Debian Social Contract II

Before I continue with the Debian Social Contract II statements, I would like to acknowledge to those of you who insisted that we install some new dog doors in our offices for the animal lovers who bring their pets to work. You were right that the electronic dog doors for walls were the best option. We no longer have the occasional unwanted visitors (raccoons and those feral cats) getting in and making messes. The motorized and electro-magnetic pet doors do indeed offer maximum security with two-way access control for all including the small pets and some of the very large pets that share our offices. And we’ve had no issues with the collar keys for each pet. The pet doors have made a huge difference. Now onto…

  • Our priorities are our users and free software

    We will be guided by the needs of our users and the free software community. We will place their interests first in our priorities. We will support the needs of our users for operation in many different kinds of computing environments. We will not object to non-free works that are intended to be used on Debian systems, or attempt to charge a fee to people who create or use such works. We will allow others to create distributions containing both the Debian Systems and other works, without any fee from us. In furtherance of these goals, we will provide an integrated system of high-quality materials with no legal restrictions that would prevent such uses of the system.

  • Works that do not meet our free software standards

    We acknowledge that some of our users require the use of works that do not conform to the Debian Free Software Guidelines. We have created contrib and non-free areas in our archive for these works. The packages in these areas are not part of the Debian system, although they have been configured for use with Debian. We encourage CD manufacturers to read the licenses of the packages in these areas and determine if they can distribute the packages on their CDs. Thus, although non-free works are not a part of Debian, we support their use and provide infrastructure for non-free packages (such as our bug tracking system and mailing lists).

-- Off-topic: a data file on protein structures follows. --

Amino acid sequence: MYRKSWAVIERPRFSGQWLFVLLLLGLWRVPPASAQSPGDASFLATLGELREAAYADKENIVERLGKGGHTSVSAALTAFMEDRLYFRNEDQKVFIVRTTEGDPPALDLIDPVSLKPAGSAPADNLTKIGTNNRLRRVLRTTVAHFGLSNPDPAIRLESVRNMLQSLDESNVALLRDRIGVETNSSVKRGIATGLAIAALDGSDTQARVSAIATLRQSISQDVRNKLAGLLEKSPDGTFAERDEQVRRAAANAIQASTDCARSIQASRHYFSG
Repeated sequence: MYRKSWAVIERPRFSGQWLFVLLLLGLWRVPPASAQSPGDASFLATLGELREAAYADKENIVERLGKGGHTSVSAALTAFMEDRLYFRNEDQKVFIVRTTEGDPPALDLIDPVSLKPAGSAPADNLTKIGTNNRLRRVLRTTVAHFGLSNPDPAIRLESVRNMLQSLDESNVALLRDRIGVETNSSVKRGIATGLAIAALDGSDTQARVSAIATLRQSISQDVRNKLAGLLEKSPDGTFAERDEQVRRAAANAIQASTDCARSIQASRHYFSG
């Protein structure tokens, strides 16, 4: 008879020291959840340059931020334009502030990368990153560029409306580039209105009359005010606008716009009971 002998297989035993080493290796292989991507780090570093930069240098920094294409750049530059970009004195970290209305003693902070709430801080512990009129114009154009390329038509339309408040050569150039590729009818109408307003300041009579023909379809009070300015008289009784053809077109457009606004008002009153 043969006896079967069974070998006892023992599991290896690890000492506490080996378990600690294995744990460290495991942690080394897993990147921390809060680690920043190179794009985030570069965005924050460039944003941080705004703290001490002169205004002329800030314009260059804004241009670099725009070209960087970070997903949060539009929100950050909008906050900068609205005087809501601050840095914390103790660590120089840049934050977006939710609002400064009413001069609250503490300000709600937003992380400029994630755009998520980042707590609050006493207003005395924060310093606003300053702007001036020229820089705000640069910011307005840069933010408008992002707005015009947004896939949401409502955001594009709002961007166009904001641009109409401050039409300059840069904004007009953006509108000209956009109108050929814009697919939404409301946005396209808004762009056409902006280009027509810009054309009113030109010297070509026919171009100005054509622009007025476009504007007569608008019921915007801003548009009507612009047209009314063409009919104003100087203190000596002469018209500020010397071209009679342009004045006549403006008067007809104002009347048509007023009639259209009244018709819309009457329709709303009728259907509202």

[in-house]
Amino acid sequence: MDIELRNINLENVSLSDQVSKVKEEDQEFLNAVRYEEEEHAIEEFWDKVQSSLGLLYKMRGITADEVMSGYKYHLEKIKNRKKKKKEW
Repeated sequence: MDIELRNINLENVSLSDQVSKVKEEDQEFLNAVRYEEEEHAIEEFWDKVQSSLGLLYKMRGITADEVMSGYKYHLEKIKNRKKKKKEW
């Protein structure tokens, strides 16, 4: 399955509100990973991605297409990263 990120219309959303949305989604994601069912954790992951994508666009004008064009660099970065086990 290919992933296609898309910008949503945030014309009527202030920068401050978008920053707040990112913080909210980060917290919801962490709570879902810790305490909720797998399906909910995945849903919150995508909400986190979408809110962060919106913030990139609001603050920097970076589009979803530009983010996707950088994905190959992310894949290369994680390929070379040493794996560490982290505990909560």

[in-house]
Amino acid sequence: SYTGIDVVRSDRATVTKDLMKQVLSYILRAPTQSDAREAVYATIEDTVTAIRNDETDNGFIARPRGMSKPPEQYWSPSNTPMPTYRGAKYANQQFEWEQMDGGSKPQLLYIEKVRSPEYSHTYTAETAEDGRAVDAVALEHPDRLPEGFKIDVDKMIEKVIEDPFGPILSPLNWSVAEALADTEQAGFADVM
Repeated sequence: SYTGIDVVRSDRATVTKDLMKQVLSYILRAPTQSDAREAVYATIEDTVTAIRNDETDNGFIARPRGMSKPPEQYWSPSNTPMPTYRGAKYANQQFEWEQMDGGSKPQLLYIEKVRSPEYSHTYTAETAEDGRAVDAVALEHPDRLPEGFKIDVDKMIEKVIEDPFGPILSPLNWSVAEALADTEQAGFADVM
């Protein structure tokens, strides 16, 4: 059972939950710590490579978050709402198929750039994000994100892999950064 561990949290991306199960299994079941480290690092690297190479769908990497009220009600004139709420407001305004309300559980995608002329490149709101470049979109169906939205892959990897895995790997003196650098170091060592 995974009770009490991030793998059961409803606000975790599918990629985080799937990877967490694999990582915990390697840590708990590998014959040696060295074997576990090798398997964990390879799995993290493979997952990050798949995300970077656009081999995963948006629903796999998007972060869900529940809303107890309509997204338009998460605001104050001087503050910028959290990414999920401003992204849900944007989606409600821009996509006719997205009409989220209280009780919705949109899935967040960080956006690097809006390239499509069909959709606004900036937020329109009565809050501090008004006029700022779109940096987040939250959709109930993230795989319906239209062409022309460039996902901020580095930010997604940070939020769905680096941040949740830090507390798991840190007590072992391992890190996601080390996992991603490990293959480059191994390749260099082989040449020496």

• The Debian Free Software Guidelines (DFSG)

    1. Free Redistribution

      The license of a Debian component may not restrict any party from selling or giving away the software as a component of an aggregate software distribution containing programs from several different sources. The license may not require a royalty or other fee for such sale.

    2. Source Code

      The program must include source code, and must allow distribution in source code as well as compiled form.

    3. Derived Works

      The license must allow modifications and derived works, and must allow them to be distributed under the same terms as the license of the original software.

    4. Integrity of The Author’s Source Code

      The license may restrict source-code from being distributed in modified form _only_ if the license allows the distribution of patch files with the source code for the purpose of modifying the program at build time. The license must explicitly permit distribution of software built from modified source code. The license may require derived works to carry a different name or version number from the original software. (This is a compromise. The Debian group encourages all authors not to restrict any files, source or binary, from being modified.)

    5. No Discrimination Against Persons or Groups
      (Story is continued on the next page.)

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